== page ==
Wednesday, December 02, 2015
Martin Longman sees the same thing I do.
In truth, the Booman has been riding the same hobby horse for a while. He had an absolutely brill exegesis on the subject a few months ago, and I had every intention of posting it among us here, but did not.
Another thing I like to repeat is my notion that the collapse of the GOP is reflective of a wider and ongoing culture collapse, which is hard to see because it is happening everywhere. Not to be snide: but exactly how much of the avalanche does one notice when rolling around inside it?
Difficult to see until recently, however, when a large actuarial review found a climbing death rate among white Americans, one steep enough in the middle age cohort--the one where you will find me--driven by bumper issues of suicide, drug overdose, and alcohol-related pathologies.
There has been a lot of to-and-fro about the data and methodology of the initial finding (see also Kevin Drum's reply to Josh Marshall's recent attempt at wading into the electoral/cultural meaning of it all), but the numbers are pretty plain. White folks are offing themselves at pronounced rates for mainly existential causes.
Marshall makes some good points about healthcare access, poverty, and unemployment. He tends to soft sell the subject of anomie, which is where I'd like to plant my flag for a bit.
There are consequences to junk culture: bad food, violent and/or shallow entertainment, a blond and muscular Christianity, an under-education in history, science, the broader world of complex and subtle ideas; all of which contribute--or are maybe molded by--the politics of resentment and rage we are presented with daily on TV and the intertubes.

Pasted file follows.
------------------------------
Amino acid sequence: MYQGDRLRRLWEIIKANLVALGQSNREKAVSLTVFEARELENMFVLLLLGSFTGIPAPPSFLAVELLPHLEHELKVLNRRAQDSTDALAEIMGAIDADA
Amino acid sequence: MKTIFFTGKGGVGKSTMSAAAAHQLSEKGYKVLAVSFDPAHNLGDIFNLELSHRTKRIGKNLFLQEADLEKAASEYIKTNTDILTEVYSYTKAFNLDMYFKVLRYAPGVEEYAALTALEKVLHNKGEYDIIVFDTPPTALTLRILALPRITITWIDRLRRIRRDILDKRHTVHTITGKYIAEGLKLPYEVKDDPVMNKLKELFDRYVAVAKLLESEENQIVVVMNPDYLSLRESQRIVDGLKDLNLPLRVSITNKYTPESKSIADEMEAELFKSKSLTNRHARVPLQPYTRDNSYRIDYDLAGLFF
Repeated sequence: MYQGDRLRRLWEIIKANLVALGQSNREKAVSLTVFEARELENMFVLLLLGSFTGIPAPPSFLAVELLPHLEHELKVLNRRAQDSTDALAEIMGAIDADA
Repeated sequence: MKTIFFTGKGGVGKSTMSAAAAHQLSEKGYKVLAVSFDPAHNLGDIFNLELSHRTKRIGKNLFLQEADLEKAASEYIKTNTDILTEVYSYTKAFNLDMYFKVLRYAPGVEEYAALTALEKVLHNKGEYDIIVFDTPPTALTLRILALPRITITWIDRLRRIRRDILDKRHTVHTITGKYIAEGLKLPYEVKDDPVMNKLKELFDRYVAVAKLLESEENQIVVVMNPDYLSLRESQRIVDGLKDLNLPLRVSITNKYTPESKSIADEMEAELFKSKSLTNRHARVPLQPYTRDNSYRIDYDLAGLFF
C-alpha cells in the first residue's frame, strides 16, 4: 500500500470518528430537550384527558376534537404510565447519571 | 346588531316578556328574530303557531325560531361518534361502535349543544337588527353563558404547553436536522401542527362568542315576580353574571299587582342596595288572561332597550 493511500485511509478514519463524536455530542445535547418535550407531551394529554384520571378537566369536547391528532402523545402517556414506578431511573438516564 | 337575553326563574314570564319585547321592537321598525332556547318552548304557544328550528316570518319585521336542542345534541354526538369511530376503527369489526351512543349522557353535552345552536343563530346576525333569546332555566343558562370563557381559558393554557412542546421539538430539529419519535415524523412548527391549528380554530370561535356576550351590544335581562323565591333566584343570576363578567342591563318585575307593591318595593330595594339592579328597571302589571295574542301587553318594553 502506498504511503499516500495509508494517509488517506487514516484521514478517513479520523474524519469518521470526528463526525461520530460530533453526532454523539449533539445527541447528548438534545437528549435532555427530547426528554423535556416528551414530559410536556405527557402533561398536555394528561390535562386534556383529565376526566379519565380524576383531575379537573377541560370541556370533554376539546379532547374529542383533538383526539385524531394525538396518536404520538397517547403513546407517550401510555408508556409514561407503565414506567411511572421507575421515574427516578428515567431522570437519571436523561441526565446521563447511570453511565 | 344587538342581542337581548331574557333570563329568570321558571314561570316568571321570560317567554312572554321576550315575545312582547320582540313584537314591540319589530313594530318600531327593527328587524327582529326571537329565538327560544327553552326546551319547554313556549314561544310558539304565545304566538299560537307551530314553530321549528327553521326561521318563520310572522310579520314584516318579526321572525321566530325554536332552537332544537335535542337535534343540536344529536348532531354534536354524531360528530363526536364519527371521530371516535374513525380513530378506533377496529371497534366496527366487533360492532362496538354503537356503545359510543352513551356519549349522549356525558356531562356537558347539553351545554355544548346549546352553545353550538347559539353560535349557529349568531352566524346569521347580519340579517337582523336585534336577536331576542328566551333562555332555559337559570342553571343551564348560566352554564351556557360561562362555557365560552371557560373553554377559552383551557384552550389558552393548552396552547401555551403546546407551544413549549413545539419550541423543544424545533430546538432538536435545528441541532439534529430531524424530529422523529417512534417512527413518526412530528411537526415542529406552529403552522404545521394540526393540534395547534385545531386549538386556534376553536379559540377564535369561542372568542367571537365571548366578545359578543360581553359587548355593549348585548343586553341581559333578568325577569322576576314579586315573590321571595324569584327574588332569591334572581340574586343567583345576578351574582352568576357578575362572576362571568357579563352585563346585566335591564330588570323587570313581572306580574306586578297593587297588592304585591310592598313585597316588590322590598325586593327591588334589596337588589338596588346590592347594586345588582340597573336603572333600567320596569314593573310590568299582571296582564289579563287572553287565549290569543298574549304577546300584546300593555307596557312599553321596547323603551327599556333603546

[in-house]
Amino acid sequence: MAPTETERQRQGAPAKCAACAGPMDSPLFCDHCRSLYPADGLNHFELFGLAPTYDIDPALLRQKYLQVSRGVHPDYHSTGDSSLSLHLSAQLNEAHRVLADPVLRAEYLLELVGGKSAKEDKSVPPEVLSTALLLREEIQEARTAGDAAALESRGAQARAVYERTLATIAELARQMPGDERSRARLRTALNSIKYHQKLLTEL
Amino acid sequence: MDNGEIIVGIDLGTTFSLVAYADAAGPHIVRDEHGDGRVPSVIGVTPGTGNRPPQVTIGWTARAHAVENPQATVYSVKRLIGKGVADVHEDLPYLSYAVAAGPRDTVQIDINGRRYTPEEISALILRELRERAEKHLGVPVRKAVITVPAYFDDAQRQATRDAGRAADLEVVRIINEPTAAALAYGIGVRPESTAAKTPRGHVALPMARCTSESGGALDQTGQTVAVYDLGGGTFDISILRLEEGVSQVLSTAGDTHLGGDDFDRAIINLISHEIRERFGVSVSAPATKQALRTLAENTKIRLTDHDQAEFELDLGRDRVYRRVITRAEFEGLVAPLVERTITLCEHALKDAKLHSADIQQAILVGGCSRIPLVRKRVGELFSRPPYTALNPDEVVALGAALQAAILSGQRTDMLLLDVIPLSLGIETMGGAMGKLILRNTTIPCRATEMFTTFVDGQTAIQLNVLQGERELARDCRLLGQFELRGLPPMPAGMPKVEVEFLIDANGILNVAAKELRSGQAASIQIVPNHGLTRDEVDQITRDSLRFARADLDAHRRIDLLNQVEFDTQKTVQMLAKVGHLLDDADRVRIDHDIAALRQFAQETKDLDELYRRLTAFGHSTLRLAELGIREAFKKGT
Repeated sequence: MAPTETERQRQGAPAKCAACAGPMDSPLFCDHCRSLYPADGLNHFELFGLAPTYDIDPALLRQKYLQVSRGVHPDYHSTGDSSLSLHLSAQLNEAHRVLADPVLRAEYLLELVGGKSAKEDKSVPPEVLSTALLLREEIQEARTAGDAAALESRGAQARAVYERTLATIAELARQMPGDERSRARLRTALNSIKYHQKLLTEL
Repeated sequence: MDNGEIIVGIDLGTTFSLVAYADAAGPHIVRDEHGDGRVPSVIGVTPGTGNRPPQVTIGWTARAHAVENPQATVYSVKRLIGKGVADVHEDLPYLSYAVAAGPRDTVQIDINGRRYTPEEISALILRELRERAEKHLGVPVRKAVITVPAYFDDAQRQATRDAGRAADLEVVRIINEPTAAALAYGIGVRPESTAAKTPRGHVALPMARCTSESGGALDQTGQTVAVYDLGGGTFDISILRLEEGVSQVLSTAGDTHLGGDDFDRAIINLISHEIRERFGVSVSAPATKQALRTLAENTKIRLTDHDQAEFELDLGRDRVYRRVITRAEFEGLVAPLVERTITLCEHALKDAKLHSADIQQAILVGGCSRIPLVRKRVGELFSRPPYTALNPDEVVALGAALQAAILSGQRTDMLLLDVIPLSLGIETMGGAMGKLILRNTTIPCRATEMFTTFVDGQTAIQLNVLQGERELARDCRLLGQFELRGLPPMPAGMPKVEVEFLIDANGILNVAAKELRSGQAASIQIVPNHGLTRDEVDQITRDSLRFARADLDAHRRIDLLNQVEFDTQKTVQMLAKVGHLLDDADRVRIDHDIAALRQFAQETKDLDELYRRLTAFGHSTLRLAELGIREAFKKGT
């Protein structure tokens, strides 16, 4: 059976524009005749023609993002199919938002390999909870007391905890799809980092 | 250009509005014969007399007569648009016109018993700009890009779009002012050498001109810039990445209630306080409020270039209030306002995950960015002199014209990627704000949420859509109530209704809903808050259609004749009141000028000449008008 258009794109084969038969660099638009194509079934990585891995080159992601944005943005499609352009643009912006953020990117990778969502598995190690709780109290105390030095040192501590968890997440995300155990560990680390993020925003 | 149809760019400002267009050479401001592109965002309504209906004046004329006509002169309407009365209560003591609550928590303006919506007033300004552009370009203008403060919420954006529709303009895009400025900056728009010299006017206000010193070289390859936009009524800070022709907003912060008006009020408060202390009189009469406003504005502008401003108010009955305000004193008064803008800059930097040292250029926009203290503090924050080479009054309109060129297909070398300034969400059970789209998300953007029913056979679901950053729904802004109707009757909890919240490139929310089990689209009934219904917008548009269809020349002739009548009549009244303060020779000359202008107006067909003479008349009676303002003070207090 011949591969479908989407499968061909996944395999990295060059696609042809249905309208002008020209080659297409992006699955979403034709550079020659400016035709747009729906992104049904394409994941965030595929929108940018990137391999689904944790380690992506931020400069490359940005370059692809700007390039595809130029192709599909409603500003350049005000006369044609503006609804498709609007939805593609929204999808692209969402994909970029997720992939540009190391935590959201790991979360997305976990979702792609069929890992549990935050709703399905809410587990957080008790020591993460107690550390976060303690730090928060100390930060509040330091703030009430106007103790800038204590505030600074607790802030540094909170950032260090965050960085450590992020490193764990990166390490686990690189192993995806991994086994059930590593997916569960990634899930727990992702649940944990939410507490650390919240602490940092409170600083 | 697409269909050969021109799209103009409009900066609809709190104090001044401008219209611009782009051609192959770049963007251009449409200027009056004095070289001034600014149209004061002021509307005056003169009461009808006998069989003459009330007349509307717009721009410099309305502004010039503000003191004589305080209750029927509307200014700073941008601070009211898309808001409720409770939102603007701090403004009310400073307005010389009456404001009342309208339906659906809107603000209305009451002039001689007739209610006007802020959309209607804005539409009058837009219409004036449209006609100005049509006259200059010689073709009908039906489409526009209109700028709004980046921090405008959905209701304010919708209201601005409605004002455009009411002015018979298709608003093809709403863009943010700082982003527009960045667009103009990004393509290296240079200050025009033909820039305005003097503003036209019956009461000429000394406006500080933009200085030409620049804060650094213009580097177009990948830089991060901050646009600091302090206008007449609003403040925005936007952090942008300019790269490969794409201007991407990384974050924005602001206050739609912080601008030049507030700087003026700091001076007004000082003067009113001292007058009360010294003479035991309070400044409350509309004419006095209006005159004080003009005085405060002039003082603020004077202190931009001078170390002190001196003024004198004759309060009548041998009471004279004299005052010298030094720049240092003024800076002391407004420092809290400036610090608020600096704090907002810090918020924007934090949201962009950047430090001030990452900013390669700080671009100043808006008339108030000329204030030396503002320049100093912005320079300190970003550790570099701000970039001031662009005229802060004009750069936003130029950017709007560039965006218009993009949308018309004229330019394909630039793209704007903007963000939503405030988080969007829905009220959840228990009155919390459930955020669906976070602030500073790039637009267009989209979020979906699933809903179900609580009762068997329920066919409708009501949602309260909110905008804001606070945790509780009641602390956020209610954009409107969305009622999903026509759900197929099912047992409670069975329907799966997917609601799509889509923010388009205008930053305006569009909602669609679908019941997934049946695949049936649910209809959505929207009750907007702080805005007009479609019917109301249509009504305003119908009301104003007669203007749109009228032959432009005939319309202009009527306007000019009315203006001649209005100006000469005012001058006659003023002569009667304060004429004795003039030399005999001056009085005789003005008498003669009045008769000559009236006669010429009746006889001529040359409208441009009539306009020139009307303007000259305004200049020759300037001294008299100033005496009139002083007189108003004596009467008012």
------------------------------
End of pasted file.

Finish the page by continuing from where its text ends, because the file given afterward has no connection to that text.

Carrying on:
I'm not saying everyone has to be their own philosopher, only that attitudes of curiosity, compassion, and judgement are sorely missing from a lot of the content of our zesty media culture, mainly because such attitudes complicate the selling of stuff. This lack of nourishment on nearly every level has clearly taken its toll.
This is why gerrymandered districts (and I live in one of the nation's worst, the Illinois 4th, protectorate of Luis Gutierrez, D.IL), while disgraceful, do not bother me greatly. People move away. People die. And the people who matter the most to the imploding GOP are dying in remarkably big numbers.
Monday, October 19, 2015
A few days ago Josh Marshall at TPM took a small dig at those of us (and here I would like to consider myself one of the first) who say the GOP is imploding. To wit:
It's hard to see how much they can really be 'imploding' in any meaningful sense when they'll almost certainly retain the House next year, have a decent chance at holding onto the Senate and can by no means be counted out to win the presidency.
To which I answer that the election will only certify the utter brokenness of the old party of Eisenhower. Because it can most certainly be counted out to win the presidency, the chances of it holding the senate are hovering around nil, and the house might be a 50-50 proposition and out of the grip of those hooligans in '18.
I state this with such confidence because of an innate respect I have for my fellow citizens, something largely missing from the cynically cautious press, who know shit when they encounter it. Mrs. Clinton, much to the surprise of the conventional wisdomers, is doing just fine, thanks, while the whole Democratic card mainly resembles a family working out plans for a big wedding; not, like the other side, a pack of teenage psychopaths fighting over heroin turf in Naples.